This article was originally published by Radio Free Europe/Radio Liberty and is reprinted with permission.
Russia has denied it informed U.S. President Donald Trump that it is pulling defense personnel out of Venezuela, contradicting a comment by the U.S. leader.
“I was surprised when I read this. We did not notify anyone. He apparently read an article in The Wall Street Journal,” Foreign Minister Sergei Lavrov said on June 4 referring to a June 3 tweet by Trump.
Trump in March said Russia “has to get out” of the South American nation after it landed planes carrying supplies and technical advisers to help President Nicolas Maduro amid an uprising.
The United States is seeking the ouster of Maduro, an ally of Russian President Vladimir Putin, as thousands of Venezuelan citizens take to the streets to protest his regime.
Trump on June 3 tweeted that Russia had informed the United States “that they have removed most of their people from Venezuela.”
Russia has informed us that they have removed most of their people from Venezuela.
— Donald J. Trump (@realDonaldTrump) June 3, 2019
His tweet came a day after The Wall Street Journal, citing an unnamed source close to the Russian Defense Ministry, reported that Moscow had pulled out many defense advisers from the country.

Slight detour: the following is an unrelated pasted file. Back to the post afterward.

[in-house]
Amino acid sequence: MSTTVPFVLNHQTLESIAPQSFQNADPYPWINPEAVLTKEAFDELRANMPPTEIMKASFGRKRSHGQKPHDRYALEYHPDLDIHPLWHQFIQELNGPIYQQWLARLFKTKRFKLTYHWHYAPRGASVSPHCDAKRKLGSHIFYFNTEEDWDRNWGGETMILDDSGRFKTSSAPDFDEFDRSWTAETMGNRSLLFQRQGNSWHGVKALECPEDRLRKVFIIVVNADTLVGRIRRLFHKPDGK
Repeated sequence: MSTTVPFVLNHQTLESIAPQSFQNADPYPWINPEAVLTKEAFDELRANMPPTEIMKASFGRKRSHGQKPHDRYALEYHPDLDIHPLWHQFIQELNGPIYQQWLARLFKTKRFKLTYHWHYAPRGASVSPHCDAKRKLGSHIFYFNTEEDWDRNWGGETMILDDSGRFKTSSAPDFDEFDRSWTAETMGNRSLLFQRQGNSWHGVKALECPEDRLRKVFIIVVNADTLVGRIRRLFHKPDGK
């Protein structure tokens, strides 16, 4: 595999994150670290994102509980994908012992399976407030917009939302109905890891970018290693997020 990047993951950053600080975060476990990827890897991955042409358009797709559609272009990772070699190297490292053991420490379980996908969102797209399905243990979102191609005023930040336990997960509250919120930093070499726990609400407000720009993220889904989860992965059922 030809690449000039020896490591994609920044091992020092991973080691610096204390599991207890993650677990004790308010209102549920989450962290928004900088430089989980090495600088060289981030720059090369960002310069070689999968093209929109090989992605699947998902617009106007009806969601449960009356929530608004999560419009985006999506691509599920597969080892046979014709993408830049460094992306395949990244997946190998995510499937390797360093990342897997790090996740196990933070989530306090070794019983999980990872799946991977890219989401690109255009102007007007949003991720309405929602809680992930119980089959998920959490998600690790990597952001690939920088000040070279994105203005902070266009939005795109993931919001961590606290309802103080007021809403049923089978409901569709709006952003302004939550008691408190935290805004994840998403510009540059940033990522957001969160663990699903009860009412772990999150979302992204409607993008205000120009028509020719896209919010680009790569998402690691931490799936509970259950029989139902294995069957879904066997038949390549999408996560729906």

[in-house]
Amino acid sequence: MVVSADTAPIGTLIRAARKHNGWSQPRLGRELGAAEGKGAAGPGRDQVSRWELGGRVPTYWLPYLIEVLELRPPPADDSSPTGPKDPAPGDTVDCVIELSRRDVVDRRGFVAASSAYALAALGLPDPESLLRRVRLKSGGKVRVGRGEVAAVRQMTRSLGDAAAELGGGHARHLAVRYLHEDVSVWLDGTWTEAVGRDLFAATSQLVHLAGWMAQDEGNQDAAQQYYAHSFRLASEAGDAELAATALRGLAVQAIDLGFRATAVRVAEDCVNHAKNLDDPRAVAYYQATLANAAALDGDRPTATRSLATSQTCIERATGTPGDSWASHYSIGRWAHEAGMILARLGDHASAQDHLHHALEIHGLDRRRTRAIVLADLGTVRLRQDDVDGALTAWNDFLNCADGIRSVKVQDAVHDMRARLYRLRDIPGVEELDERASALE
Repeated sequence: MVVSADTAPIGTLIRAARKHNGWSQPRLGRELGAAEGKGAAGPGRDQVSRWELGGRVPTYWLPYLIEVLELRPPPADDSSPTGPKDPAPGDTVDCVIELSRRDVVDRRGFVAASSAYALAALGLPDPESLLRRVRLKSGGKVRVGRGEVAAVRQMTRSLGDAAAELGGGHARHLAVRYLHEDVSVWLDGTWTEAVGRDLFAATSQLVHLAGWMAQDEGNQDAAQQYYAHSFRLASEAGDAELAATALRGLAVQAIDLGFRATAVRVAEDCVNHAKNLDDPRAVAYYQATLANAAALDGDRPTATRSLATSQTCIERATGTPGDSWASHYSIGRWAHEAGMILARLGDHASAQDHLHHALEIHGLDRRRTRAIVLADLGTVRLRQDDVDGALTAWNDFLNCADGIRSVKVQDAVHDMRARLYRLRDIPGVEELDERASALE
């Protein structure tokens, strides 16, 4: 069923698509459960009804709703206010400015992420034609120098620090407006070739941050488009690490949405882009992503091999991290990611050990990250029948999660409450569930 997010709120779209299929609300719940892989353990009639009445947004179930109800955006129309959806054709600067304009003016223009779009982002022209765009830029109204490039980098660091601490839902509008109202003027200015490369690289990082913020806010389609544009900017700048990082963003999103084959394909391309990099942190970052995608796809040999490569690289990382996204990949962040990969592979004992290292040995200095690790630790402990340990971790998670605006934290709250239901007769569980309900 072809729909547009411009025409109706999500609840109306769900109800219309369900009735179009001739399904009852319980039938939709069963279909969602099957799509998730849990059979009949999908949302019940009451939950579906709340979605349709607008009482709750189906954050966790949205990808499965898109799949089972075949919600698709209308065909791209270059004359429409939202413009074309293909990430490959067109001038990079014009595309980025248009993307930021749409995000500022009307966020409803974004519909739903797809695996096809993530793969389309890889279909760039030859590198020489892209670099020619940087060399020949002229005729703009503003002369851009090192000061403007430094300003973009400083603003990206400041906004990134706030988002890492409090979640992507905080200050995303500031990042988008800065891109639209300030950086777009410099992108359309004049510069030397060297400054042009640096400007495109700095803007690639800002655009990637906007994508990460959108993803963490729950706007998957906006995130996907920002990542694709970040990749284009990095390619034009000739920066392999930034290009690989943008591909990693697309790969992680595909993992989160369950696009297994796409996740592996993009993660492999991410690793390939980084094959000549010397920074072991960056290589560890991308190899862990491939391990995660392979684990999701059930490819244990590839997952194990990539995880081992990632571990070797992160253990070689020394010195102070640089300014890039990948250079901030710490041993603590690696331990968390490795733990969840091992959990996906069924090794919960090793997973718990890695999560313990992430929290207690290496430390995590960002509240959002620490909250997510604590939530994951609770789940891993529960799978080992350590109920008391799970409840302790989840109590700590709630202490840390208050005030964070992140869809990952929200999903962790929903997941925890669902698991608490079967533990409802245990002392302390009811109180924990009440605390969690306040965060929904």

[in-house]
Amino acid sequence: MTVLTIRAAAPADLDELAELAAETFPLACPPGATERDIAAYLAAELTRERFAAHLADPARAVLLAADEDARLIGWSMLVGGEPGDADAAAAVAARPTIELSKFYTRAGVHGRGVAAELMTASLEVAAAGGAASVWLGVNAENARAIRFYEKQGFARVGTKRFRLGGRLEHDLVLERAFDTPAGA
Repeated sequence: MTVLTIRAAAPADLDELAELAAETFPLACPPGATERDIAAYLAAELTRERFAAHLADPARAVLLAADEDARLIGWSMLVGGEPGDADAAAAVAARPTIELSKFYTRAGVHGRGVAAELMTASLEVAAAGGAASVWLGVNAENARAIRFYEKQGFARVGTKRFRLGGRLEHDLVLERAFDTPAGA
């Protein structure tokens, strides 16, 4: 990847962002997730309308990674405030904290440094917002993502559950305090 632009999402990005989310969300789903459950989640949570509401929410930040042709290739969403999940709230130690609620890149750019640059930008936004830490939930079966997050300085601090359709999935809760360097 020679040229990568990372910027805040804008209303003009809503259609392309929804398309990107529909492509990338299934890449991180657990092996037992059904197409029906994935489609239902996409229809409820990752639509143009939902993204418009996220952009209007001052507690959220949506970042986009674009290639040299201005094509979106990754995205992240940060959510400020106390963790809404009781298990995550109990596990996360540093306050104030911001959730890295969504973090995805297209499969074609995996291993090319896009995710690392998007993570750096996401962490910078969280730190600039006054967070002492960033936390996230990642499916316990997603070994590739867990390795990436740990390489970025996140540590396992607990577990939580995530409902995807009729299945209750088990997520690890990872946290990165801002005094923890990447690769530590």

Kremlin spokesman Dmitry Peskov also said that Russia had not informed the United States of any such withdrawal, adding that Russian specialists continue to work in the South American country.
However, neither Lavrov nor Peskov addressed whether the number of Russian advisers in Venezuela has decreased significantly.
The Wall Street Journal reported on June 2 that Russian state defense contractor Rostec had reduced its staff in Venezuela from about 1,000 several years ago to “just a few dozen.”
Rostec, which trains Venezuelan troops to use Russian weapons, is pulling personnel due to a drop in military contracts “and the acceptance” that Maduro’s regime doesn’t have the money to pay for its services, The Wall Street Journal reported.
However, Rostec said the paper’s description of a massive withdrawal of Russian personnel was “overstated by tenfold.”
The Russian state-owned corporation said its technical advisers come and go all the time as demanded by service contracts and that some advisers had recently left after completing work on airplanes.
The State Department declined to comment on whether it has information that Russia is cutting back its presence in Venezuela. The Pentagon did not immediately reply to a request by RFE/RL for comment.